Often we see an opened package of self-adhesive electrode patches on top of code or EKG carts, or patches stored loosely in drawers in procedural areas. Various vendors manufacture these patches and many offer no explicit instruction on the package on how long they remain safe to use once the package is opened. Some go to the other extreme by instructing “do not use if the package is opened,” an instruction that many ignore thinking about the waste of throwing away seemingly good unused patches, rationalizing, why worry; if they stick well enough they most certainly are still good to use.
The March issue of The Joint Commission Perspectives contains an article on the latest change in the diagnostic imaging standards that have new requirements effective September 2016. Fortunately you have hopefully been reading and anticipating these for a long time as they have been in development and published by TJC on several occasions.
The lead article in the February issue of Perspectives addresses interim life safety code measures as required by. This standard is particularly important because EP 3 by itself is associated with an adverse outcome, accreditation with follow up survey, (AFS) if there is a failure to have an ILSM policy and evaluate life safety code deficiencies using that policy.
SGNA has two new clinical practice guidelines, one on reprocessing of flexible GI endoscopes and a second on infection prevention in the GI setting. These can be downloaded from SGNA using this link: https://www.sgna.org/Education/Standards-Practice-Guidelines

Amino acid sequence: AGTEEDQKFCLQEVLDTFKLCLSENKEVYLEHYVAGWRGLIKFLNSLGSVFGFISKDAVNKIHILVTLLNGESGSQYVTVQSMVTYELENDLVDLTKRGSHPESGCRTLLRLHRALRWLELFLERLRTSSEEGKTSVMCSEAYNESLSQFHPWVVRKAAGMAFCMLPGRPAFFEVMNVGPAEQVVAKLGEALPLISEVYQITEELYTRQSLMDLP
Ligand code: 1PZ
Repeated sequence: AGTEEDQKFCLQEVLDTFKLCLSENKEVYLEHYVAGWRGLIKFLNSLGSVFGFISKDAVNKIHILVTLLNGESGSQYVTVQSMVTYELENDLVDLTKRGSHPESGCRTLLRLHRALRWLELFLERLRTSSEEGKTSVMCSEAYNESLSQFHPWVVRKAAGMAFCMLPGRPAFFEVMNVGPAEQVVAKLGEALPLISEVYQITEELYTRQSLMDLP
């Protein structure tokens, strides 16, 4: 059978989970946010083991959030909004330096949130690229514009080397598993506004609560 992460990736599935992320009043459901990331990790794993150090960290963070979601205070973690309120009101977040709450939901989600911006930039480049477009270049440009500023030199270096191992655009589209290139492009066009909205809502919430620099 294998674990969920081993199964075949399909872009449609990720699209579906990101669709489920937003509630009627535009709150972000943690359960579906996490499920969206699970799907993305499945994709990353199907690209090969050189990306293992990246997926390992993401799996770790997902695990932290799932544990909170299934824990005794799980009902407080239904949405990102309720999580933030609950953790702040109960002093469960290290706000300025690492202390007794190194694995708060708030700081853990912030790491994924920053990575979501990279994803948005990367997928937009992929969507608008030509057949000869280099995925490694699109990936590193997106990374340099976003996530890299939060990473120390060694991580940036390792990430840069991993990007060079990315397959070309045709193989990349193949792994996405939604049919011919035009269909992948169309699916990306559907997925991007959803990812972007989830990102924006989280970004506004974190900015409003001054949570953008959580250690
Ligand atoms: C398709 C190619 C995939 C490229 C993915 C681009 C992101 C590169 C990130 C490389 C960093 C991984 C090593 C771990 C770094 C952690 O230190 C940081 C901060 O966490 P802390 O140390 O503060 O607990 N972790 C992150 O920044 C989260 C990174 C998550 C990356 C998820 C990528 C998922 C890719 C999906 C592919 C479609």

In the flexible scope document SGNA provides guidance on minimum cycle documentation including:
• procedure date and time
• patients name and MR #
• endoscopists name
• endoscope model and serial number or other identifier
• names of individuals who reprocessed the endoscope.
In The Joint Commission January 2016 Perspectives series entitled “Clarifications and Expectations” continues its discussion on Read more. They discuss EP’s 9, 10, 11, 12, 18 and 19. When reading these requirements, staff in either hospital quality or facilities might be tempted to say, “yea, we do that” and move on to something else. This one would be worth having a detailed discussion and analysis at a hospital wide meeting to verify actual compliance. Our recommendation is to use your “show me” technique, or your “how do we do that, where is it documented” methodology.